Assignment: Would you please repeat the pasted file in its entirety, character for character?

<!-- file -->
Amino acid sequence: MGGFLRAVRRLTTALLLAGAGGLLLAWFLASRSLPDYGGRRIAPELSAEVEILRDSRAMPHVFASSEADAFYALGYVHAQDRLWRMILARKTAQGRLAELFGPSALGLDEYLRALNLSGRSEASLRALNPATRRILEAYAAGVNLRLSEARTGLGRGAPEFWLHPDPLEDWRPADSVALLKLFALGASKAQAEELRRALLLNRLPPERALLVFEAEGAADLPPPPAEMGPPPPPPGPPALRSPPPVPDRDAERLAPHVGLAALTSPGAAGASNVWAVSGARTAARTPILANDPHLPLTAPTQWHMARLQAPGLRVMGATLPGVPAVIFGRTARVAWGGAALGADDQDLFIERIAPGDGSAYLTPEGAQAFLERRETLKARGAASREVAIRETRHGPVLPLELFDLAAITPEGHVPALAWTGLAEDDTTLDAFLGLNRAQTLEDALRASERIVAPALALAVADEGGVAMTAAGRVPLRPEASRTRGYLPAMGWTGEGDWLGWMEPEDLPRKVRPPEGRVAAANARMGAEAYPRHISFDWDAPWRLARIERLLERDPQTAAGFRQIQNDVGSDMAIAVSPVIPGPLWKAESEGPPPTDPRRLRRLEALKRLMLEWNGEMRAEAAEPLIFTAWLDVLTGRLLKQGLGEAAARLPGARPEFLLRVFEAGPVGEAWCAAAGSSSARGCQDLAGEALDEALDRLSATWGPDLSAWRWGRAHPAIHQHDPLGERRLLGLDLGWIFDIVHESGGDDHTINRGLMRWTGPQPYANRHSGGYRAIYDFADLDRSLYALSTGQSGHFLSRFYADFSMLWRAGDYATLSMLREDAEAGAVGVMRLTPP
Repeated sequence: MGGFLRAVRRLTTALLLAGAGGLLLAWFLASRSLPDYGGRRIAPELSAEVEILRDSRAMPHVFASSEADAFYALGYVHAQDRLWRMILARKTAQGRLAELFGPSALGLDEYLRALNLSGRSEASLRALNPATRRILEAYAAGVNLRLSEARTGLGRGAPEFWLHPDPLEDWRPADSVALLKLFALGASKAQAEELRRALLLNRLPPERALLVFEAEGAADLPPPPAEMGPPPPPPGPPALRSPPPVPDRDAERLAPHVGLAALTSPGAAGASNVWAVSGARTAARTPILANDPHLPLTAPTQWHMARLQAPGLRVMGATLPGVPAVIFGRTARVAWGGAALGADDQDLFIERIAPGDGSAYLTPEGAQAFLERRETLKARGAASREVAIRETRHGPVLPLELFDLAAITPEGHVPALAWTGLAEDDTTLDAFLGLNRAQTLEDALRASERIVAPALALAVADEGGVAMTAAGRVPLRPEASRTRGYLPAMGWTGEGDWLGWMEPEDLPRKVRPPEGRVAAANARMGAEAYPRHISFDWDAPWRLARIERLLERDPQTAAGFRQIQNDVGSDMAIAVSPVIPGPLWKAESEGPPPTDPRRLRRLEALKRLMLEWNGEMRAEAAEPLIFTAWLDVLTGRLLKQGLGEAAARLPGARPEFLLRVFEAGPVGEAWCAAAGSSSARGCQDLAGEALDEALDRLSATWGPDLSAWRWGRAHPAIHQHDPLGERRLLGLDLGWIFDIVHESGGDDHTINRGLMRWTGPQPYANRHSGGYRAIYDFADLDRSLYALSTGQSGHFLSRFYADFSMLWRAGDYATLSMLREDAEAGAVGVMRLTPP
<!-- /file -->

Amino acid sequence: MGGFLRAVRRLTTALLLAGAGGLLLAWFLASRSLPDYGGRRIAPELSAEVEILRDSRAMPHVFASSEADAFYALGYVHAQDRLWRMILARKTAQGRLAELFGPSALGLDEYLRALNLSGRSEASLRALNPATRRILEAYAAGVNLRLSEARTGLGRGAPEFWLHPDPLEDWRPADSVALLKLFALGASKAQAEELRRALLLNRLPPERALLVFEAEGAADLPPPPAEMGPPPPPPGPPALRSPPPVPDRDAERLAPHVGLAALTSPGAAGASNVWAVSGARTAARTPILANDPHLPLTAPTQWHMARLQAPGLRVMGATLPGVPAVIFGRTARVAWGGAALGADDQDLFIERIAPGDGSAYLTPEGAQAFLERRETLKARGAASREVAIRETRHGPVLPLELFDLAAITPEGHVPALAWTGLAEDDTTLDAFLGLNRAQTLEDALRASERIVAPALALAVADEGGVAMTAAGRVPLRPEASRTRGYLPAMGWTGEGDWLGWMEPEDLPRKVRPPEGRVAAANARMGAEAYPRHISFDWDAPWRLARIERLLERDPQTAAGFRQIQNDVGSDMAIAVSPVIPGPLWKAESEGPPPTDPRRLRRLEALKRLMLEWNGEMRAEAAEPLIFTAWLDVLTGRLLKQGLGEAAARLPGARPEFLLRVFEAGPVGEAWCAAAGSSSARGCQDLAGEALDEALDRLSATWGPDLSAWRWGRAHPAIHQHDPLGERRLLGLDLGWIFDIVHESGGDDHTINRGLMRWTGPQPYANRHSGGYRAIYDFADLDRSLYALSTGQSGHFLSRFYADFSMLWRAGDYATLSMLREDAEAGAVGVMRLTPP
Repeated sequence: MGGFLRAVRRLTTALLLAGAGGLLLAWFLASRSLPDYGGRRIAPELSAEVEILRDSRAMPHVFASSEADAFYALGYVHAQDRLWRMILARKTAQGRLAELFGPSALGLDEYLRALNLSGRSEASLRALNPATRRILEAYAAGVNLRLSEARTGLGRGAPEFWLHPDPLEDWRPADSVALLKLFALGASKAQAEELRRALLLNRLPPERALLVFEAEGAADLPPPPAEMGPPPPPPGPPALRSPPPVPDRDAERLAPHVGLAALTSPGAAGASNVWAVSGARTAARTPILANDPHLPLTAPTQWHMARLQAPGLRVMGATLPGVPAVIFGRTARVAWGGAALGADDQDLFIERIAPGDGSAYLTPEGAQAFLERRETLKARGAASREVAIRETRHGPVLPLELFDLAAITPEGHVPALAWTGLAEDDTTLDAFLGLNRAQTLEDALRASERIVAPALALAVADEGGVAMTAAGRVPLRPEASRTRGYLPAMGWTGEGDWLGWMEPEDLPRKVRPPEGRVAAANARMGAEAYPRHISFDWDAPWRLARIERLLERDPQTAAGFRQIQNDVGSDMAIAVSPVIPGPLWKAESEGPPPTDPRRLRRLEALKRLMLEWNGEMRAEAAEPLIFTAWLDVLTGRLLKQGLGEAAARLPGARPEFLLRVFEAGPVGEAWCAAAGSSSARGCQDLAGEALDEALDRLSATWGPDLSAWRWGRAHPAIHQHDPLGERRLLGLDLGWIFDIVHESGGDDHTINRGLMRWTGPQPYANRHSGGYRAIYDFADLDRSLYALSTGQSGHFLSRFYADFSMLWRAGDYATLSMLREDAEAGAVGVMRLTPP